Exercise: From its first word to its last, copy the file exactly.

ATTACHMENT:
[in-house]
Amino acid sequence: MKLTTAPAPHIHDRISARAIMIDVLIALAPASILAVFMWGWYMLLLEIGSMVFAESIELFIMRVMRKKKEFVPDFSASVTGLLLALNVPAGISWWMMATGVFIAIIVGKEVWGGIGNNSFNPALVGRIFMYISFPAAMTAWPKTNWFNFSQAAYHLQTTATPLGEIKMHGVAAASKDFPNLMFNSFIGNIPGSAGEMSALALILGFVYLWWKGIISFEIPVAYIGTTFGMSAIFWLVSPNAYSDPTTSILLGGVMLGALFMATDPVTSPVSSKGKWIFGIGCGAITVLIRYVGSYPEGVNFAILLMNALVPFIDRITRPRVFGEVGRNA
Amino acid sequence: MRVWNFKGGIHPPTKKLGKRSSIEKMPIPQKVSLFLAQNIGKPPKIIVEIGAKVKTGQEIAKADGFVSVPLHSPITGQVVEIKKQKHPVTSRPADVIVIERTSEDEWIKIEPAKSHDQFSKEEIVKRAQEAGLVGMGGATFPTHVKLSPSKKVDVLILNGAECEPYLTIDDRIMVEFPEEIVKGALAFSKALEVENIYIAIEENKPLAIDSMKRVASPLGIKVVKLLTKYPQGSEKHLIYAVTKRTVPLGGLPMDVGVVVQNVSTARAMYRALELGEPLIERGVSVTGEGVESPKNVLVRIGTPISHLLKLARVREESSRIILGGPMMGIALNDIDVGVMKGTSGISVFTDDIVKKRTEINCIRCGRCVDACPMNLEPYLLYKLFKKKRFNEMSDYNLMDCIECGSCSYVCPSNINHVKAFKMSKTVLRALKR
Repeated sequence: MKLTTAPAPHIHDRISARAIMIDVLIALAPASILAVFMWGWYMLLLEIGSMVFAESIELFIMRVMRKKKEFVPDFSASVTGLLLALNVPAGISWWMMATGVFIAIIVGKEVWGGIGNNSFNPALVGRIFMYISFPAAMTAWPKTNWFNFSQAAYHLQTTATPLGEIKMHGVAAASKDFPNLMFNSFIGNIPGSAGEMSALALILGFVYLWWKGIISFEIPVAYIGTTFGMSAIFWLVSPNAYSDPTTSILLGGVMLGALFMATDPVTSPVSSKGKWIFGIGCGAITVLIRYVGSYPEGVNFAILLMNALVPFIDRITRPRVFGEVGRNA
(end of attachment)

[in-house]
Amino acid sequence: MKLTTAPAPHIHDRISARAIMIDVLIALAPASILAVFMWGWYMLLLEIGSMVFAESIELFIMRVMRKKKEFVPDFSASVTGLLLALNVPAGISWWMMATGVFIAIIVGKEVWGGIGNNSFNPALVGRIFMYISFPAAMTAWPKTNWFNFSQAAYHLQTTATPLGEIKMHGVAAASKDFPNLMFNSFIGNIPGSAGEMSALALILGFVYLWWKGIISFEIPVAYIGTTFGMSAIFWLVSPNAYSDPTTSILLGGVMLGALFMATDPVTSPVSSKGKWIFGIGCGAITVLIRYVGSYPEGVNFAILLMNALVPFIDRITRPRVFGEVGRNA
Amino acid sequence: MRVWNFKGGIHPPTKKLGKRSSIEKMPIPQKVSLFLAQNIGKPPKIIVEIGAKVKTGQEIAKADGFVSVPLHSPITGQVVEIKKQKHPVTSRPADVIVIERTSEDEWIKIEPAKSHDQFSKEEIVKRAQEAGLVGMGGATFPTHVKLSPSKKVDVLILNGAECEPYLTIDDRIMVEFPEEIVKGALAFSKALEVENIYIAIEENKPLAIDSMKRVASPLGIKVVKLLTKYPQGSEKHLIYAVTKRTVPLGGLPMDVGVVVQNVSTARAMYRALELGEPLIERGVSVTGEGVESPKNVLVRIGTPISHLLKLARVREESSRIILGGPMMGIALNDIDVGVMKGTSGISVFTDDIVKKRTEINCIRCGRCVDACPMNLEPYLLYKLFKKKRFNEMSDYNLMDCIECGSCSYVCPSNINHVKAFKMSKTVLRALKR
Repeated sequence: MKLTTAPAPHIHDRISARAIMIDVLIALAPASILAVFMWGWYMLLLEIGSMVFAESIELFIMRVMRKKKEFVPDFSASVTGLLLALNVPAGISWWMMATGVFIAIIVGKEVWGGIGNNSFNPALVGRIFMYISFPAAMTAWPKTNWFNFSQAAYHLQTTATPLGEIKMHGVAAASKDFPNLMFNSFIGNIPGSAGEMSALALILGFVYLWWKGIISFEIPVAYIGTTFGMSAIFWLVSPNAYSDPTTSILLGGVMLGALFMATDPVTSPVSSKGKWIFGIGCGAITVLIRYVGSYPEGVNFAILLMNALVPFIDRITRPRVFGEVGRNA